A new study will examine how microbial communities living in the snow and ice pack impact glacial melt.
Trinity Hamilton conducting field work at Mt. Hood. Photo Credit: Jeff Havig
Trinity Hamilton, assistant professor in Plant and Microbial Biology, recently teamed up with colleague Marty Frisbee, an assistant professor at Purdue University. The research team — with Frisbee as the lead PI — will take a closer look at glacial melt in Glacier National Park and Mount Hood with the help of a new National Science Foundation grant.
Glaciers wax and wane annually. In the summer months, water, nutrients and microbes flow down slope. During the winter months, the glaciers pack on more snow and ice. Due to climate change, alpine glaciers are now melting at a faster rate than ever before. The researchers want to understand how quickly they will disappear and the subsequent impact on surrounding communities.
To better understand the rate at which glaciers are receding, scientists develop models, taking into account how quickly glaciers receded in the past. “Currently none of the glacial melt models include a biotic component,” says Hamilton. “Over the past decade, we’ve learned that microbes impact snow and ice melt. We hope to learn more about how microbes impact glacial melt and how their communities change as the glacier changes.”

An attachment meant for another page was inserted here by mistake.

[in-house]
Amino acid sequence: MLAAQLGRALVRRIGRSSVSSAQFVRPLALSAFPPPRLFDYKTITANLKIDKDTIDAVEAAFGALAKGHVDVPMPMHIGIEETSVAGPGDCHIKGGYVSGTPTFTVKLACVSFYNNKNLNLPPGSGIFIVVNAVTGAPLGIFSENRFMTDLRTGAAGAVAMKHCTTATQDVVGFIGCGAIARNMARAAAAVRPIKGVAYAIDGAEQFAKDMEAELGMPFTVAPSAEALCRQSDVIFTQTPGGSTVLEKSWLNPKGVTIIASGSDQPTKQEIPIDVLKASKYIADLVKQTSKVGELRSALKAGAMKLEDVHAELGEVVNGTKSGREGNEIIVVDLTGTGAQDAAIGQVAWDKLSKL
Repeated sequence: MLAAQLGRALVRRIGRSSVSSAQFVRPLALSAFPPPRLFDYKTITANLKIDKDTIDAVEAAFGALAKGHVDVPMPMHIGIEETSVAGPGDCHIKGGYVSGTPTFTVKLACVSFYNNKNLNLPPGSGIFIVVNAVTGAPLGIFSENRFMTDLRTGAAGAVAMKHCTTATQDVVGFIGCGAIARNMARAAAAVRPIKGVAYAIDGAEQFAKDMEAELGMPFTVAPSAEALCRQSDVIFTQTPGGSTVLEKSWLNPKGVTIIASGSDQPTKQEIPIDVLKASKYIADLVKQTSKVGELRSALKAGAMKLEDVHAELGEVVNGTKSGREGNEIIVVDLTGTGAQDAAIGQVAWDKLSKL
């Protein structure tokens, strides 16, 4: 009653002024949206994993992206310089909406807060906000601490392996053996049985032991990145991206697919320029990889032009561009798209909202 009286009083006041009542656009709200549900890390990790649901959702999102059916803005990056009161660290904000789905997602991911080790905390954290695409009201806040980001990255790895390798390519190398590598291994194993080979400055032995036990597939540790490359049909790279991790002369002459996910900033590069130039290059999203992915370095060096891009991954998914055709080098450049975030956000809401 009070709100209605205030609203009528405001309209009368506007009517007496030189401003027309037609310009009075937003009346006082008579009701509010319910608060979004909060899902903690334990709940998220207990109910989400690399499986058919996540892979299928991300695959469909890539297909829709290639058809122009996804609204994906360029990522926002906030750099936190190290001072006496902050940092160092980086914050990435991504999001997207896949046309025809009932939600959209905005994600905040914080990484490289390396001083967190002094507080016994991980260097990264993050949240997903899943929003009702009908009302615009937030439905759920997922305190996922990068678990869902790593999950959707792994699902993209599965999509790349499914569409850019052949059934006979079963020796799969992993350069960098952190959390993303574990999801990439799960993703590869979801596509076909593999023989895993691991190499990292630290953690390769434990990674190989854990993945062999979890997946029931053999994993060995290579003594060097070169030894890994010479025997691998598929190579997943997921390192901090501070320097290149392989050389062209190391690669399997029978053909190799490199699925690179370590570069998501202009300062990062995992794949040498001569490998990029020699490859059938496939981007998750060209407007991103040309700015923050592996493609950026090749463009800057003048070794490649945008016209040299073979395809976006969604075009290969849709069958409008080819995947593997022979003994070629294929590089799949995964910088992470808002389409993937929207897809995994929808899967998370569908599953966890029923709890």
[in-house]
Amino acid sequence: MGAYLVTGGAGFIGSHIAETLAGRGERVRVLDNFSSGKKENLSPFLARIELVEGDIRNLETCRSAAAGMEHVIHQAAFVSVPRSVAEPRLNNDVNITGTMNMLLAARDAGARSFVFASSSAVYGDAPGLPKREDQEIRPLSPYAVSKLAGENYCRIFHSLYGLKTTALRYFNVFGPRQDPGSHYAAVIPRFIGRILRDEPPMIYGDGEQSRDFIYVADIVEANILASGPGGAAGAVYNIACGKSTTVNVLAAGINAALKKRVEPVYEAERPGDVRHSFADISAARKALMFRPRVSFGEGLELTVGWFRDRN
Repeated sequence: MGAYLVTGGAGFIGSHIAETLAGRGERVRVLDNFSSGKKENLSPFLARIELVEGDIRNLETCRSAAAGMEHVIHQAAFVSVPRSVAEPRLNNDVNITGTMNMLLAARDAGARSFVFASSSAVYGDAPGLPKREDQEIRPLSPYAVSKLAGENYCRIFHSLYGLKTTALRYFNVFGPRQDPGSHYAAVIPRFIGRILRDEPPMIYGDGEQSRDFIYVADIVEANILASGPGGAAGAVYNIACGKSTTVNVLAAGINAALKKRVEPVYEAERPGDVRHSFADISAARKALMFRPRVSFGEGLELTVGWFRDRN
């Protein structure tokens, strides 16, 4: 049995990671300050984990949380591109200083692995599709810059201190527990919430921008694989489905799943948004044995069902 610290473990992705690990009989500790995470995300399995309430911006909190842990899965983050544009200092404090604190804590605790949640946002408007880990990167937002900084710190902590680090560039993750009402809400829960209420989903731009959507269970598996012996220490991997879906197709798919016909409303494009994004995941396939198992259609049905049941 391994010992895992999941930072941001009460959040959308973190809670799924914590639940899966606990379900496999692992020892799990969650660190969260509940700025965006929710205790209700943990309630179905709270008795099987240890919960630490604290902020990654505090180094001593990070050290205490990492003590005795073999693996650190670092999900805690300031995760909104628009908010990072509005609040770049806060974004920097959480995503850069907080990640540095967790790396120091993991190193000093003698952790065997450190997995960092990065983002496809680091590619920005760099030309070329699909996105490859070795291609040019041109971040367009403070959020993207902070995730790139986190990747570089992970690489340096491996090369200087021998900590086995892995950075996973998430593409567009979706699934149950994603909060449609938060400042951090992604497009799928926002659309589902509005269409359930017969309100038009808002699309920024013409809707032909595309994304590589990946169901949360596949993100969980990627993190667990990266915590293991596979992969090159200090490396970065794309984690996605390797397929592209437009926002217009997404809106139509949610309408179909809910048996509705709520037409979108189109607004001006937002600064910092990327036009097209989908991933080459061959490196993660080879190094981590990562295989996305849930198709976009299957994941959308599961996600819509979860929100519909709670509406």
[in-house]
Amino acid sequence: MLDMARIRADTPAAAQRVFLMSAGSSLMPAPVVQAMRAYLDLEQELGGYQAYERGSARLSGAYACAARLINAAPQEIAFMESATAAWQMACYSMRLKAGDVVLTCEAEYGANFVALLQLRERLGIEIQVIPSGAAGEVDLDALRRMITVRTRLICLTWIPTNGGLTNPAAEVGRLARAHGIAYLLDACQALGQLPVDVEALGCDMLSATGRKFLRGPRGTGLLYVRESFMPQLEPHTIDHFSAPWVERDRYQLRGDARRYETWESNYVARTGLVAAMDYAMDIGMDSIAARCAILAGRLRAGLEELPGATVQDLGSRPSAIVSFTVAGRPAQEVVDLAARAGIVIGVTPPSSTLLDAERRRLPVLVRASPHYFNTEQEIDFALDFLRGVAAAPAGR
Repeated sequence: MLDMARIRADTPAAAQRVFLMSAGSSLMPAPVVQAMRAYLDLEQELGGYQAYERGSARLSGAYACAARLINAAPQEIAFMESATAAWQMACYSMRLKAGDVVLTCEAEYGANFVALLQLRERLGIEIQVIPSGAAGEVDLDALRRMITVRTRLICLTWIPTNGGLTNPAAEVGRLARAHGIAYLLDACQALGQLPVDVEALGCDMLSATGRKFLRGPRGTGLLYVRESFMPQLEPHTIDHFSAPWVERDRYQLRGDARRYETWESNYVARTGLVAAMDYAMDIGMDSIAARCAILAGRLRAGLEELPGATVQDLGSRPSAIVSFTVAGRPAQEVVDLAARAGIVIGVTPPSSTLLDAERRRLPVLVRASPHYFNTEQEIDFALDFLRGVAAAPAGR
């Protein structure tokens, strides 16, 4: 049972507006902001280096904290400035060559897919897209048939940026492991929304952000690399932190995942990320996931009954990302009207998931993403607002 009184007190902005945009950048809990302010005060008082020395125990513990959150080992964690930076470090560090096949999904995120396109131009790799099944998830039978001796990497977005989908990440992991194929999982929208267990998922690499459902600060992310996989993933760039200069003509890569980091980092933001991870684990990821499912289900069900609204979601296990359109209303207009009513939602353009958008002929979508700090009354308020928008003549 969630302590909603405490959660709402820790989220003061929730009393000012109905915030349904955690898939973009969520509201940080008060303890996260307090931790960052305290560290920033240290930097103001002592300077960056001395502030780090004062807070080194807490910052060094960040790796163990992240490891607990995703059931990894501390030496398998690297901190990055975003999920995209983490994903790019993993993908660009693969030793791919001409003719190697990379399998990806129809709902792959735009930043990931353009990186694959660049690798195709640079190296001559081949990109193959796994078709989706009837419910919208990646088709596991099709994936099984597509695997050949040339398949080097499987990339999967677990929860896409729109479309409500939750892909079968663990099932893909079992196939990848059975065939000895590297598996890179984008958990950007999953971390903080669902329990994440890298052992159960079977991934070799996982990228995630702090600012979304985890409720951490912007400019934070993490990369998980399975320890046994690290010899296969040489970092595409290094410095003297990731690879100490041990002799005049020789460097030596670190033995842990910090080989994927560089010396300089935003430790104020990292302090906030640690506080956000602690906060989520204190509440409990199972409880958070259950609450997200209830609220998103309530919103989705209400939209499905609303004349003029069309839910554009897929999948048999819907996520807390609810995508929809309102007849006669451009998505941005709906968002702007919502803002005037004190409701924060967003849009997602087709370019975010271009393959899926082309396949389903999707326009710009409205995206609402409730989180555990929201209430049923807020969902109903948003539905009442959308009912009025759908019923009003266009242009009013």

In addition to informing projections on how quickly glaciers are receding, the research will also help scientists assess the impact of glacial loss on downstream communities. Microorganisms, plants and animals evolved with seasonal increases in water and carbon, thanks to the glaciers at higher elevations. This influx is increasing with rapidly melting glaciers, but will eventually stop entirely once they disappear. The potential impacts on communities are largely unknown.
Taylor Price, a new Plant and Microbial Biology Ph.D. student in the Hamilton lab will focus on how glacier-living microbes impact their downstream communities. The team will return to the field next summer where they’ll work to capture precipitation before it lands on the glacier or streams.